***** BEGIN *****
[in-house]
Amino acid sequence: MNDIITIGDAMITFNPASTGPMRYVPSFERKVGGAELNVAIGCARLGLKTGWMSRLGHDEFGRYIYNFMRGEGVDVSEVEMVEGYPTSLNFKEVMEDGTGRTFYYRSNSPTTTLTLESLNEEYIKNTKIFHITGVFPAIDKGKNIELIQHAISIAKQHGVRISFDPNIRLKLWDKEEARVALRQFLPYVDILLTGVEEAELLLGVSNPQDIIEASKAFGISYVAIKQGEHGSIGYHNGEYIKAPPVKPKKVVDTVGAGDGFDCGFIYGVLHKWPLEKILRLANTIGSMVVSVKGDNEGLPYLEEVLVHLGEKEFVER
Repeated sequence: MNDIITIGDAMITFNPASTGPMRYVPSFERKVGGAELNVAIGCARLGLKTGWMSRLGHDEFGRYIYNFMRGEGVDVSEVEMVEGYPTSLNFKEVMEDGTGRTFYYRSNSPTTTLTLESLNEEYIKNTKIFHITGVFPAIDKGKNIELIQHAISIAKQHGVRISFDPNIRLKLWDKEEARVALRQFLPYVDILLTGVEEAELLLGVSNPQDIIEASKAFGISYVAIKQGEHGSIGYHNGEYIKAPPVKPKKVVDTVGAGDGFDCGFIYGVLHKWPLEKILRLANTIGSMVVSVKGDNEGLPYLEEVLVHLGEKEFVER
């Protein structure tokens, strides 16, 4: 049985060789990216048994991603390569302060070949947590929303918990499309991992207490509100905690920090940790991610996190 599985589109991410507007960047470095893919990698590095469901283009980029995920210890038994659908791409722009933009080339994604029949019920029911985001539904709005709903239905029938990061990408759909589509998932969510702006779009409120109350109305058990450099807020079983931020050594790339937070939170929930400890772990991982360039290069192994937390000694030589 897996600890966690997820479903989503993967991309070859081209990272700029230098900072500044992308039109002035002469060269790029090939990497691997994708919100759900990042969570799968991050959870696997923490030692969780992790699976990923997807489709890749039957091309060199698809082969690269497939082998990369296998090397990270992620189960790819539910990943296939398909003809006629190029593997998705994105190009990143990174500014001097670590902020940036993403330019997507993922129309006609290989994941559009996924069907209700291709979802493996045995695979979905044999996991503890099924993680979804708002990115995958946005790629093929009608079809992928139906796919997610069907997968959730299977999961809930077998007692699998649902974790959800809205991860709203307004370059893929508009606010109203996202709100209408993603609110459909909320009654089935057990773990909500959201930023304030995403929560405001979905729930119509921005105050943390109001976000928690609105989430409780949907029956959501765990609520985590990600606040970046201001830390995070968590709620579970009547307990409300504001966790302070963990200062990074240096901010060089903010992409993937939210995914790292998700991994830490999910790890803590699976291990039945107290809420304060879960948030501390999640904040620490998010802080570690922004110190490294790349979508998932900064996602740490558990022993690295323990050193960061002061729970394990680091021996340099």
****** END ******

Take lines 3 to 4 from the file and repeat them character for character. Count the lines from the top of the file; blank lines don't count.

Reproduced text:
Repeated sequence: MNDIITIGDAMITFNPASTGPMRYVPSFERKVGGAELNVAIGCARLGLKTGWMSRLGHDEFGRYIYNFMRGEGVDVSEVEMVEGYPTSLNFKEVMEDGTGRTFYYRSNSPTTTLTLESLNEEYIKNTKIFHITGVFPAIDKGKNIELIQHAISIAKQHGVRISFDPNIRLKLWDKEEARVALRQFLPYVDILLTGVEEAELLLGVSNPQDIIEASKAFGISYVAIKQGEHGSIGYHNGEYIKAPPVKPKKVVDTVGAGDGFDCGFIYGVLHKWPLEKILRLANTIGSMVVSVKGDNEGLPYLEEVLVHLGEKEFVER
């Protein structure tokens, strides 16, 4: 049985060789990216048994991603390569302060070949947590929303918990499309991992207490509100905690920090940790991610996190 599985589109991410507007960047470095893919990698590095469901283009980029995920210890038994659908791409722009933009080339994604029949019920029911985001539904709005709903239905029938990061990408759909589509998932969510702006779009409120109350109305058990450099807020079983931020050594790339937070939170929930400890772990991982360039290069192994937390000694030589 897996600890966690997820479903989503993967991309070859081209990272700029230098900072500044992308039109002035002469060269790029090939990497691997994708919100759900990042969570799968991050959870696997923490030692969780992790699976990923997807489709890749039957091309060199698809082969690269497939082998990369296998090397990270992620189960790819539910990943296939398909003809006629190029593997998705994105190009990143990174500014001097670590902020940036993403330019997507993922129309006609290989994941559009996924069907209700291709979802493996045995695979979905044999996991503890099924993680979804708002990115995958946005790629093929009608079809992928139906796919997610069907997968959730299977999961809930077998007692699998649902974790959800809205991860709203307004370059893929508009606010109203996202709100209408993603609110459909909320009654089935057990773990909500959201930023304030995403929560405001979905729930119509921005105050943390109001976000928690609105989430409780949907029956959501765990609520985590990600606040970046201001830390995070968590709620579970009547307990409300504001966790302070963990200062990074240096901010060089903010992409993937939210995914790292998700991994830490999910790890803590699976291990039945107290809420304060879960948030501390999640904040620490998010802080570690922004110190490294790349979508998932900064996602740490558990022993690295323990050193960061002061729970394990680091021996340099």